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Code-switching in Art: From Semiotics to Sociolinguistics

Issue: Vol 4 No. 3 (2010) Second strings and linguistic connections: bilingual and bilinguistic explorations. Dedicated to Professor Michel Blanc

Journal: Sociolinguistic Studies

Subject Areas: Gender Studies Linguistics

DOI: 10.1558/sols.v4i3.635


Both language and art can be considered as media for expressing meanings. This paper explores some suggestive parallels between meanings expressed through linguistic code-switching and meanings expressed in certain works of art. In particular, recent research on CS makes use of various notions which can be applied in the visual field: (1) heteroglossia/intertextuality: code-switching researchers such as Stroud have adopted this concept from literary studies to describe the exploitation by code-switchers of a ‘double voice’, i.e. the fact that much of what we say involves an implicit reference to the (real or imagined) words of others. (2) Contextualization : this refers to the strategic variations which speakers employ to create meaning within an agreed matrix of conventions. Gumperz developed the idea of contextualization cues, i.e. features of the form of the message which point to how the semantic content is to be understood. (3) Rational Choice v. Conversation Analytic approaches: Myers-Scotton’s ‘Rational Choice’ model suggests that bilingual individuals’ language choices are largely to do with the indexing of varieties to particular sets of ‘rights and obligations’. Auer and Li Wei have shown that this only provides a partial explanation, and that linguistic choices provide a means of structuring conversation independently of such associations. Artistic examples taken from Roman Art, Renaissance Cretan icons and Picasso illustrate how, like code-switched utterances, works of art can derive meaning from (a) duality of reference, (b) the incorporation of an older tradition within a new work, and (c) from their vertical relationship with the context of their production and with their audience. Parallels identified here suggest that some areas of CS research are touching on universal semiotic patterns.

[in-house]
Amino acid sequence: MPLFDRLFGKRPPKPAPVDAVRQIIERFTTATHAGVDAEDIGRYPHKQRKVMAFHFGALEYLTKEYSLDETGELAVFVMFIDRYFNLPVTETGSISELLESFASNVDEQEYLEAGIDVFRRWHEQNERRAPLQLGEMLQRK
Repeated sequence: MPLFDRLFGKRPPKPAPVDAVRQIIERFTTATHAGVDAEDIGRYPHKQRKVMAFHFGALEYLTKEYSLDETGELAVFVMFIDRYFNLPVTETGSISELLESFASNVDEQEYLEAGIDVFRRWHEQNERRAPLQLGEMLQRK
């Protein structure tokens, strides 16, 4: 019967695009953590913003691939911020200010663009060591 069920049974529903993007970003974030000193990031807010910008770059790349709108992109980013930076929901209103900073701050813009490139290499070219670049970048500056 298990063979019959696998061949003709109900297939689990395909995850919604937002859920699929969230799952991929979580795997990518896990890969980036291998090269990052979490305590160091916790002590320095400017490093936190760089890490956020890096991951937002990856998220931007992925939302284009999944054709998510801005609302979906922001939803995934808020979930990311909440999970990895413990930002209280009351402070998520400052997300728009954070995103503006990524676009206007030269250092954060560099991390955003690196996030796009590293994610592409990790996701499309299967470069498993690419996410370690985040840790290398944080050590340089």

Author: Penelope Gardner-Chloros

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